By Dr Ananya Mandal, MD
Motion sickness, also termed kinetosis, is a generalized term that is used to describe an unpleasant set of symptoms like nausea, vomiting and dizziness that occurs when a person is travelling.
As the travel course progresses the symptoms may improve while the body adapts to the conditions leading to the sickness.
Motion sickness may occur while travelling on the road, by air and commonly occurs while travelling on water (sea sickness). Some individuals fail to experience a lessening of their symptoms until they stop travelling. 1-5
What causes motion sickness?
To understand the cause of motion sickness the vestibular system deep inside the ears needs to be understood. This vestibular apparatus is a set of tube like canals with a special fluid called the endolymph.
Normally movement of the head leads to movement of this fluid and stimulation of the tiny hair cells within the tubes called the membranous labyrinth. These in turn tell the brain about the position of the body and regulate the balance and posture. The eyes too send in signals to the brain regarding the position of the body.
Motion sickness occurs when there is a conflict between what the eyes see and what the inner ear detects. The brain receives a jumble of information from these inputs. This leads to dizziness, nausea and sometimes vomiting.
Motion sickness is brought about by unusual movements during travelling. This could be repeated acceleration, deceleration, going over bumps, or round in a circle.
Symptoms other than the common ones include sweating, drooling saliva, headaches, going pale etc.
Travel may not be the only reason for motion sickness. Anxiety, strong smells or even trying to read while in a moving vehicle may trigger motion sickness.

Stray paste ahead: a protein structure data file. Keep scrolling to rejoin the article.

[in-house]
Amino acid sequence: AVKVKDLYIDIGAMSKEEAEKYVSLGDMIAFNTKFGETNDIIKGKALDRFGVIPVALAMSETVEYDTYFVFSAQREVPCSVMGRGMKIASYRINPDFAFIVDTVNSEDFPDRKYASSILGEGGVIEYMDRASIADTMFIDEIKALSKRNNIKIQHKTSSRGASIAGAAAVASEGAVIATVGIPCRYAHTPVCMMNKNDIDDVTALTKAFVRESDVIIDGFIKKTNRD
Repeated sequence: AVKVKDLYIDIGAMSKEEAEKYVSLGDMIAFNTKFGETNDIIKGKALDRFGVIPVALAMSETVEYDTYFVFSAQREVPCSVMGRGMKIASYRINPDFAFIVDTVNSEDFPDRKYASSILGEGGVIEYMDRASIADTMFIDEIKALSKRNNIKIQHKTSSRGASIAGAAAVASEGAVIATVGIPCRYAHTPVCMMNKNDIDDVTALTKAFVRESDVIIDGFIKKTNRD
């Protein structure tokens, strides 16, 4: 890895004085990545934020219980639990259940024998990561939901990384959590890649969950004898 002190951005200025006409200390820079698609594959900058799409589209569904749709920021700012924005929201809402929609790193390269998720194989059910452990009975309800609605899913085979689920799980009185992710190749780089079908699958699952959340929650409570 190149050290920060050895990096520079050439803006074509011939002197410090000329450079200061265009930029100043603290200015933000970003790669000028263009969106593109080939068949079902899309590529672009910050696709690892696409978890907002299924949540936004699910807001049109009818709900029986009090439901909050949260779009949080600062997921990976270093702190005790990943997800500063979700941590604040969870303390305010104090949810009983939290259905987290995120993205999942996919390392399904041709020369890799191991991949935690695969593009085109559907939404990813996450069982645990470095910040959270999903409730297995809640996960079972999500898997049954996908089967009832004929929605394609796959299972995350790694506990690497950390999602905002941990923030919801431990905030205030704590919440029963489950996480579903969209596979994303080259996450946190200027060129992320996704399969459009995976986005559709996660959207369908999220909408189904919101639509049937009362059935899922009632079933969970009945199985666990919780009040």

Other varieties of motion sickness include space sickness, virtual reality sickness, ski sickness, and even camel and elephant sickness.
Who is at risk of motion sickness?
Although almost everyone at some point in life may get motion sickness, some are particularly more vulnerable. Sea sickness – a form of motion sickness that affects sea farers may affect almost anyone especially if the sea is rough.
Among the rest around 3 in 10 individuals may have symptoms of motion sickness regularly on journeys by road, sea or air.
In addition women are more likely to get motion sickness than men. This is especially so if they are pregnant or are menstruating. It is speculated that hormonal changes may be responsible for this propensity.
Migraine suferrers are also more likely to suffer from motion sickness. Children between ages 2 and 12 are at a greater risk of motion sickness. Most of them grow out of the tendency as they become teenagers.
How can motion sickness be treated?
Mild symptoms of motion sickness usually can be treated by self-care methods like closing the eyes – thereby cutting down information inputs from the eyes and by distractions like listening to music. Those with more serious forms of motion sickness need therapy with medications such as Hyoscine.
Prevention of motion sickness
For prevention vulnerable individuals may ask to sit in the front of a car, over the wing of a plane, on deck in the middle of a boat. This keeps the motion to its minimum.
These individuals are advised to keep their eyes closed or sleep, avoid reading or watching a film or video, avoid looking at moving objects such as sea waves or other moving vehicles but stare at a fixed spot over the horizon and avoid heavy meals, spicy or greasy foods or alcohol before or during travel.
Reviewed by April Cashin-Garbutt, BA Hons (Cantab)
Last Updated: Aug 16, 2012